Uzelli Kaset was established in 1971 by Muammer and Yavuz Uzelli in Frankfurt, Germany. Their music resonated not only with the longing that Gastarbeiter (guest workers) felt for the homelands and families they had left behind and the melancholy brought by their difficult living and working conditions in Germany, but also with the joy that welled up at village weddings on their days off, and the long car or train journeys home. Reaching the remotest corners of Germany as well as Turkey, Uzelli Kaset was soon more than just a music company; it became a companion to Turkish workers living far from home. Not counting the handful of 8-track tapes and 14 LPs released in the early days, the catalog consisted entirely of cassettes.
When they opened their Istanbul office in 1977, Uzelli moved beyond production and became successful in the areas of reproduction, distribution and marketing. Taking the catalogs of other production companies under its umbrella, it continued its rapid growth.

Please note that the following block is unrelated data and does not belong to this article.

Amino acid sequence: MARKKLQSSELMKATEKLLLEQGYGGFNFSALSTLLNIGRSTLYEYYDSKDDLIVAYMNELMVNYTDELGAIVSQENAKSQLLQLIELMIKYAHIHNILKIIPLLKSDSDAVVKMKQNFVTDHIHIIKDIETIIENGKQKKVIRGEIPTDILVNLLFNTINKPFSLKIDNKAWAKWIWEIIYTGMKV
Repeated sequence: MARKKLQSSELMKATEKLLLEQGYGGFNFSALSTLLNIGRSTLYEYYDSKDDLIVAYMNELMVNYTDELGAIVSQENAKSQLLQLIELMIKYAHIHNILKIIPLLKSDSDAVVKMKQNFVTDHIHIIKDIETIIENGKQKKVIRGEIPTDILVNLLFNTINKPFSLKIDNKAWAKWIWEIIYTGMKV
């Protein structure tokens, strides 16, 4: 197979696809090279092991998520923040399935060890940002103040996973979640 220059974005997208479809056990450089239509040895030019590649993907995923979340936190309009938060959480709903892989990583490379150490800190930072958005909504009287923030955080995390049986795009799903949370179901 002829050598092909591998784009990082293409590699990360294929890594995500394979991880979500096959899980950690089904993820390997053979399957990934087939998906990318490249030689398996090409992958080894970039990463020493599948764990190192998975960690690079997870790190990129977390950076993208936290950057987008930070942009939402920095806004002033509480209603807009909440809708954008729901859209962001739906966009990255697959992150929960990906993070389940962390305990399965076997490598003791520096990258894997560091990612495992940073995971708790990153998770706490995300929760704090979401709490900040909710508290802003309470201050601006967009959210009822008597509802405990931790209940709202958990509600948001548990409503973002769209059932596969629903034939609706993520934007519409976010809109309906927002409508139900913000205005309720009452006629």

The 90s became the CD decade, and because Uzelli Kaset had not released its catalog in CD format, hundreds of albums remained unavailable to an entire new generation. Because the albums had not been released in LP form either, musical explorers ran into the same problem. Remaining active and serving in various areas of the music industry, Uzelli carefully preserved its visual, audio and document archives, ensuring their survival to the present day.
After an immense amount of work, this catalog, which had long awaited discovery by new generations, was finally released in digital format. For record collectors seeking the spirit of those times, we also began offering this special selection of compilation albums in vinyl format. As we created this series, our goal was to guide listeners toward new discoveries, and open new pages for music lovers to explore. Leaving our rich, multifaceted catalog to genuine musicians, curators and artists, our desire became to approach the recordings of that period from a different perspective.
We are overjoyed to know that our continuing meticulous work will bear fruits whose taste and aroma have been long forgotten.